Everyone I’ve talked to in my district is very concerned about education,” she said, calling Oklahoma’s standing among other states “unacceptable.”
She said she is running because she wanted to continue to serve her community and because she feels qualified to bring the legislative focus to issues people care about.
“Fifty-two percent of the people in Oklahoma are women, and yet less than 13 percent of our senators and representatives are women,” Floyd said. “We need qualified, progressive women who can get the conversation back to education and other issues Oklahomans really care about.”
Douglas Garcia, Republican Garcia, 60, is the founder and executive director of Success Commission LLC, a former sales agent for Southwest Airlines, and holds a Bachelor of Science in aerospace studies.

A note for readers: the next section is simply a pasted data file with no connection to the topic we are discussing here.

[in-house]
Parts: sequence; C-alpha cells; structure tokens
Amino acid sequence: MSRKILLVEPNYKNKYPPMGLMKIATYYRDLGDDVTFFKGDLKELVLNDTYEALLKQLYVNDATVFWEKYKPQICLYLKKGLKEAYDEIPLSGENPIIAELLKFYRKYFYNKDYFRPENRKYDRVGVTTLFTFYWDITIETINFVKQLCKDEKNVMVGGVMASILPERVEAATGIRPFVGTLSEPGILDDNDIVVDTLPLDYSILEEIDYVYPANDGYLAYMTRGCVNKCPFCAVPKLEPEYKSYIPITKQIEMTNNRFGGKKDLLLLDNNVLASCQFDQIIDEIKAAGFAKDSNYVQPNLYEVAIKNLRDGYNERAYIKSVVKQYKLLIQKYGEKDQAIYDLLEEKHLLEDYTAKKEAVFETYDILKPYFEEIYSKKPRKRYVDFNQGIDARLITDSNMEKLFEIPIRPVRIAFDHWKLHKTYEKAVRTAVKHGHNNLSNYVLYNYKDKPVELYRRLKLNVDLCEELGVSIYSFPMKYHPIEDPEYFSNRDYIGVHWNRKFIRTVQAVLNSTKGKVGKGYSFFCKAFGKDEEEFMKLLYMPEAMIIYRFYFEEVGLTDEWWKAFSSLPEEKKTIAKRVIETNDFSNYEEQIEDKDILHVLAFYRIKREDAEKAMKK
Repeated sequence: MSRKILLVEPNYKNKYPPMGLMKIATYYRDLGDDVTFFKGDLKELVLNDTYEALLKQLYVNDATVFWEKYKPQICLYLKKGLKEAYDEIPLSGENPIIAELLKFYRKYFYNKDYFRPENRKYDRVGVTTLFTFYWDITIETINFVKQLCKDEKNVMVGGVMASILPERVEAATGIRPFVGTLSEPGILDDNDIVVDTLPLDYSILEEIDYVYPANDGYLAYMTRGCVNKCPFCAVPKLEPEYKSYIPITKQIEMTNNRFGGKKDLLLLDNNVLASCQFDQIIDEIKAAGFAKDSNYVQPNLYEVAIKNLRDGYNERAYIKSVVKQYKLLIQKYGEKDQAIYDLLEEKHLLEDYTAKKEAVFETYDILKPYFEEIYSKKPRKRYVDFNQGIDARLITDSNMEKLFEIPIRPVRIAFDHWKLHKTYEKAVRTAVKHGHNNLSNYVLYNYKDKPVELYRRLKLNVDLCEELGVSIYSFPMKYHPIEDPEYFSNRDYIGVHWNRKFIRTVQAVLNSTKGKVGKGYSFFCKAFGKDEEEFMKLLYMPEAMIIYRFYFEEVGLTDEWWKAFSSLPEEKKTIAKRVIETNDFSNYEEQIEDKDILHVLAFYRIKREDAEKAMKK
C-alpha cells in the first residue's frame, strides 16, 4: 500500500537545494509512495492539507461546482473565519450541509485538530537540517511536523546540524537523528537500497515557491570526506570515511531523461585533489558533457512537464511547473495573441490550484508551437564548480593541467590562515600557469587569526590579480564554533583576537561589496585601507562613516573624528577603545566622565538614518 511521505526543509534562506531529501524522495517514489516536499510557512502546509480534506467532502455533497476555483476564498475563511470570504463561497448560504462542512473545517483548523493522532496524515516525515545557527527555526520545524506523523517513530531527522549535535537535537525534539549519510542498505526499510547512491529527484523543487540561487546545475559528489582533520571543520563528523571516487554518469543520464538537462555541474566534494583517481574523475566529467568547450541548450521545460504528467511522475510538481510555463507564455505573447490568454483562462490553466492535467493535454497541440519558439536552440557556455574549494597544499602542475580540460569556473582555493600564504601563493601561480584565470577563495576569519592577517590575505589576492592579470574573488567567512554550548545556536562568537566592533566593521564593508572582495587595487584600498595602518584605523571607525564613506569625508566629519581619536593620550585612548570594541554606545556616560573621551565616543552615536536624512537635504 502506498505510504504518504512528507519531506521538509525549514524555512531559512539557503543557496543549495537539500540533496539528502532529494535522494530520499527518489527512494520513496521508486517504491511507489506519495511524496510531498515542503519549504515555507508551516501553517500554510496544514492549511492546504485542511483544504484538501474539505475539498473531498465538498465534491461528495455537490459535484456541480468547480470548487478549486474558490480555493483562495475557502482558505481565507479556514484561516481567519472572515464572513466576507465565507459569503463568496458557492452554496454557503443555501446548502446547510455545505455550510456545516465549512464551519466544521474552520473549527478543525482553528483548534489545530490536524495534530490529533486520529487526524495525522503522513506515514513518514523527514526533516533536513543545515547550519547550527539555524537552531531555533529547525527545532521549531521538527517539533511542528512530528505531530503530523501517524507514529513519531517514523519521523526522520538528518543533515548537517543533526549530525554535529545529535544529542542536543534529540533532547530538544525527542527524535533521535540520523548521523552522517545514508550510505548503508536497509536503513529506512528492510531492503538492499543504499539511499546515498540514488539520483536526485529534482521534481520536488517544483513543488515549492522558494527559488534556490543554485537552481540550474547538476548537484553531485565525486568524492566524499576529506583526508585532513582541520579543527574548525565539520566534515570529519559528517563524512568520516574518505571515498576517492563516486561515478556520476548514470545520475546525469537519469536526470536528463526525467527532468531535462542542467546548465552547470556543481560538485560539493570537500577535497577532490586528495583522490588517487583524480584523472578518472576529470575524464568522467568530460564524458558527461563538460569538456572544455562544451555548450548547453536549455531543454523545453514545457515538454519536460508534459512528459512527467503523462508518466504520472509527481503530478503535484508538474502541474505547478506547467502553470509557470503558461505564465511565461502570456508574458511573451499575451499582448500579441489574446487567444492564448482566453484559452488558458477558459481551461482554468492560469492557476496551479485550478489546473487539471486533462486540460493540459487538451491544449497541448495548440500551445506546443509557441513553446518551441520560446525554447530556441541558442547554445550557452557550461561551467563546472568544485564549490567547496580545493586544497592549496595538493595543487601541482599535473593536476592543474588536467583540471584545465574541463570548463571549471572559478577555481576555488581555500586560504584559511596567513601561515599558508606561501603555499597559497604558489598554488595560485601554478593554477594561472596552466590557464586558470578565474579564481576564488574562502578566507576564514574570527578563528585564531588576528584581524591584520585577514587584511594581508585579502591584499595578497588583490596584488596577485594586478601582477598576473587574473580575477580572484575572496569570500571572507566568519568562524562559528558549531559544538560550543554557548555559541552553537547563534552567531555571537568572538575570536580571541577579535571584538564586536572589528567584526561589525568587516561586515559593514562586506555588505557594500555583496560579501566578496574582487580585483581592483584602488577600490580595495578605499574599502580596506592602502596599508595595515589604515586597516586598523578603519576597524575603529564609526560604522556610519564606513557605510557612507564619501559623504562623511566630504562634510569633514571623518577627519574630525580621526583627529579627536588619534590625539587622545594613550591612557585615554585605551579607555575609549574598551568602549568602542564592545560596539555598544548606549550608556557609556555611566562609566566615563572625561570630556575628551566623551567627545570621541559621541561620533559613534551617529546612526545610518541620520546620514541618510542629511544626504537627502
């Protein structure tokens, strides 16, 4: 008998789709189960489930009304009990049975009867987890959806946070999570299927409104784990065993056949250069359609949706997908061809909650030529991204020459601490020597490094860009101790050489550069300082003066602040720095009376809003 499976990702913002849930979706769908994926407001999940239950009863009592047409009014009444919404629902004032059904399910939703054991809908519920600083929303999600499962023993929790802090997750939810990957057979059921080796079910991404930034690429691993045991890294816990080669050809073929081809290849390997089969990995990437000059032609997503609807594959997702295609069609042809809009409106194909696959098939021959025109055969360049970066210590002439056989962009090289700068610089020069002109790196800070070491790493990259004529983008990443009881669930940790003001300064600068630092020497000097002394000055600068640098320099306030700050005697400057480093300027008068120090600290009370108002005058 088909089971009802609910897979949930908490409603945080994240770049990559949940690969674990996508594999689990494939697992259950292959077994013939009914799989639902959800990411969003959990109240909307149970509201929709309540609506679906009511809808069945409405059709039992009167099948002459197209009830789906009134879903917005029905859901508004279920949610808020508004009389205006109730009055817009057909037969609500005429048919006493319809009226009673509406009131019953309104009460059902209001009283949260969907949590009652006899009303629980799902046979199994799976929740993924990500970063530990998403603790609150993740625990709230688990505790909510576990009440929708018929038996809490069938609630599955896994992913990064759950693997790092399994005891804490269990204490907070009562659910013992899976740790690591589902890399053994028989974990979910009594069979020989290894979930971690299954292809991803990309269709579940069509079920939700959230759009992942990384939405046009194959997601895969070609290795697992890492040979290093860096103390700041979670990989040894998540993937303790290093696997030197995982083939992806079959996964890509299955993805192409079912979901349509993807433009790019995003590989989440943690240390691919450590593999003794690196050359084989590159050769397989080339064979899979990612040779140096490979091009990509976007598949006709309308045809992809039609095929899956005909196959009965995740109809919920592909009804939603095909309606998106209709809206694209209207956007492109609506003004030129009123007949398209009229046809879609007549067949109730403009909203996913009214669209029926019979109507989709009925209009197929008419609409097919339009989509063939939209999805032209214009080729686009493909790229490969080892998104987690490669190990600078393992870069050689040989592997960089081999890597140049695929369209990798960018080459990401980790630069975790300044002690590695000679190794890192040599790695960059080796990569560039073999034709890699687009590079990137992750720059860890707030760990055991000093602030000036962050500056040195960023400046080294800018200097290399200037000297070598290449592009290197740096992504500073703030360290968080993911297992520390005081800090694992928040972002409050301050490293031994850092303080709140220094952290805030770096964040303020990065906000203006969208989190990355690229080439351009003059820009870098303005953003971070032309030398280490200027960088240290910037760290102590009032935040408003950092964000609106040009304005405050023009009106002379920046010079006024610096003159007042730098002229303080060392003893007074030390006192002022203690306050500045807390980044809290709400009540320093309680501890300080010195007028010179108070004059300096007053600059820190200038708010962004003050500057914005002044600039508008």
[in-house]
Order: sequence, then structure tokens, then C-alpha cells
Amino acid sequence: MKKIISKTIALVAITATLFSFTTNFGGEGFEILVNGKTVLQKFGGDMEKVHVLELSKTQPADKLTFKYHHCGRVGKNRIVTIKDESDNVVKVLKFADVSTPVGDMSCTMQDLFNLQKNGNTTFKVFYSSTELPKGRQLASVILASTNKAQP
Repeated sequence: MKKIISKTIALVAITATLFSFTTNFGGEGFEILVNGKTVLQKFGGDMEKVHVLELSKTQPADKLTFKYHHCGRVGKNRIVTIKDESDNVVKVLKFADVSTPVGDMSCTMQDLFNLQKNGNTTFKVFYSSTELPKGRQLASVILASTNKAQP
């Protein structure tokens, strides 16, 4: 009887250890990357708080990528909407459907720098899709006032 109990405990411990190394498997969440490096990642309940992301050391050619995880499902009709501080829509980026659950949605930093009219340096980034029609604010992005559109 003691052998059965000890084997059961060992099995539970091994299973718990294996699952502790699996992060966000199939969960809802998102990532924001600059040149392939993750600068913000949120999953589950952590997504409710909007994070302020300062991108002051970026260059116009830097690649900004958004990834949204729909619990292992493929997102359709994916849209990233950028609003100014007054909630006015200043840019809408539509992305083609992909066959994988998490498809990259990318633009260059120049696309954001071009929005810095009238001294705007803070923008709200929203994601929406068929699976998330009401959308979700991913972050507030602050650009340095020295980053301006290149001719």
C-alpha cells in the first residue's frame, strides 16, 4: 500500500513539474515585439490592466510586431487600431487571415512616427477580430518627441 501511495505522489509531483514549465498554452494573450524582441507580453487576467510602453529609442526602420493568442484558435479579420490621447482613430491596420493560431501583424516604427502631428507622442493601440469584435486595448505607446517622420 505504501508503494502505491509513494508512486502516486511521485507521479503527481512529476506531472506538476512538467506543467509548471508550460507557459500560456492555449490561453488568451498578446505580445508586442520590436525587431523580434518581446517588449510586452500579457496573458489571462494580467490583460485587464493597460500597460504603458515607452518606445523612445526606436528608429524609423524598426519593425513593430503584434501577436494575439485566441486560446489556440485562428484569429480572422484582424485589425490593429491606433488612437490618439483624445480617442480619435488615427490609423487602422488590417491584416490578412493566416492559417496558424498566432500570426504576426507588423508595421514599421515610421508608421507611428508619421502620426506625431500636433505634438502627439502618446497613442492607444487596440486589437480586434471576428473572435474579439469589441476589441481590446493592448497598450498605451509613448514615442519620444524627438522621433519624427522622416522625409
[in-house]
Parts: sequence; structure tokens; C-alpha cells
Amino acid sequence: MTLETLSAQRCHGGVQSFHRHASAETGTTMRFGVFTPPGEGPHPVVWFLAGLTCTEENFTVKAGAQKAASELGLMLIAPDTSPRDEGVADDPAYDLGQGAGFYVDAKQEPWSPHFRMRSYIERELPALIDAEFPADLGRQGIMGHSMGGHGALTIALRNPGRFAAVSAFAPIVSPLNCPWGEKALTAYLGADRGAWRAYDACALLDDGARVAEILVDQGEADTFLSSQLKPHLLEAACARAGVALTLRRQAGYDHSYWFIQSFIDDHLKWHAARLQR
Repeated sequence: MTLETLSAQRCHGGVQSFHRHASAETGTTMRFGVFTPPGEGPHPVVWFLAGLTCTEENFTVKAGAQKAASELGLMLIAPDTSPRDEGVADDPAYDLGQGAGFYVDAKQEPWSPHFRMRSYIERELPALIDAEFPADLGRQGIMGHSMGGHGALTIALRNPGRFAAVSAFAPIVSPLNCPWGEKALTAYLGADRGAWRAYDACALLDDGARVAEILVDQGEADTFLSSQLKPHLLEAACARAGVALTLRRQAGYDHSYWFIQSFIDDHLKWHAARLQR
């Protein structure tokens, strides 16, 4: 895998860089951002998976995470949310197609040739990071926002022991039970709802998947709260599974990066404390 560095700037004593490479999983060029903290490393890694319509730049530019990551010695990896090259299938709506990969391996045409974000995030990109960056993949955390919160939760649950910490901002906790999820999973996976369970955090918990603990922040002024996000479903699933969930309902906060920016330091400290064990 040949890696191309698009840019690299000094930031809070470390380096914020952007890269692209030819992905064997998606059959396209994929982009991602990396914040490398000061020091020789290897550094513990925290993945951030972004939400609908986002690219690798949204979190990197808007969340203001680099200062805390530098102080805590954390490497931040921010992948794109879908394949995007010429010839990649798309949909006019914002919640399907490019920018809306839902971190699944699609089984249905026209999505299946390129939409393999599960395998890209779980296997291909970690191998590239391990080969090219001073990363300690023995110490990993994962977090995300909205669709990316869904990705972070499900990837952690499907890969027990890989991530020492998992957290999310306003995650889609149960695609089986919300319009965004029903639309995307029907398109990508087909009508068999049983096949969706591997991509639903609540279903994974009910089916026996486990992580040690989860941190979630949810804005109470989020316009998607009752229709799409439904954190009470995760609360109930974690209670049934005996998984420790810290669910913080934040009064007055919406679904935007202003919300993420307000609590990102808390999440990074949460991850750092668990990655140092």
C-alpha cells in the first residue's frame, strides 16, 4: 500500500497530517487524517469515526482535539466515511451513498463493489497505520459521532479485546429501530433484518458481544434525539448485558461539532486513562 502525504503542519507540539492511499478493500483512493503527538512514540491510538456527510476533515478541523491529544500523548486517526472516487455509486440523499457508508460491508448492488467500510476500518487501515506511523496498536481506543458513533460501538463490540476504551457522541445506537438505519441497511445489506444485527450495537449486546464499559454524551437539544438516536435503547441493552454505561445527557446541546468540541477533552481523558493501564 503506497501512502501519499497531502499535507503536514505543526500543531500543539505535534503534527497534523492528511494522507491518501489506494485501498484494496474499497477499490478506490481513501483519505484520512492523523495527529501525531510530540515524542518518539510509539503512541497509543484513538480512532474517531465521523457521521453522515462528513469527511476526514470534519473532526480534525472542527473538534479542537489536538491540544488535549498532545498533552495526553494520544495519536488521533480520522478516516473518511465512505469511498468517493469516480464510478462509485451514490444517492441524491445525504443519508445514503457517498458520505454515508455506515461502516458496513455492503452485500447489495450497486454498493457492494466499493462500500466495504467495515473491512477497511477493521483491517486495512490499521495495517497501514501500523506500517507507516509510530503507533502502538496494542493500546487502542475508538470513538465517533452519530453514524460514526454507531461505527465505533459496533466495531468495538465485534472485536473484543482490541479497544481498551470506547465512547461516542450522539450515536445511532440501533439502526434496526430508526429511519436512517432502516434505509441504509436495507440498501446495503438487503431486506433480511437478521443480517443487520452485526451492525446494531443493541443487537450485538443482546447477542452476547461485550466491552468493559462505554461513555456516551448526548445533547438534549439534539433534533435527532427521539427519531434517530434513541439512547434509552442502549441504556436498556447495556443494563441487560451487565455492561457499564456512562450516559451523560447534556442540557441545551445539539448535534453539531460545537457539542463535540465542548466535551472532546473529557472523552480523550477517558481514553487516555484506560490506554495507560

He said one of the biggest issues facing the state is the inability of many in state government to work together to come up with reasonable solutions.
“That’s what I hope to bring: the ability to listen, sincerity, and the ability to translate things into language people can understand,” he said.
Garcia said he chose to run for office because he wanted to be actively involved.
“Instead of talking about it with friends and family, I decided to actually do something about it,” he said.
Matt Harney, Democrat Harney, 30, runs the small business and political consulting firm Harney & Associates. He also sits on the board of directors of OKC Pride and the Marianne Vannatta Race with the Stars committee.
He said while several issues face the state, they all stem from broader philosophical questioning of the government’s role.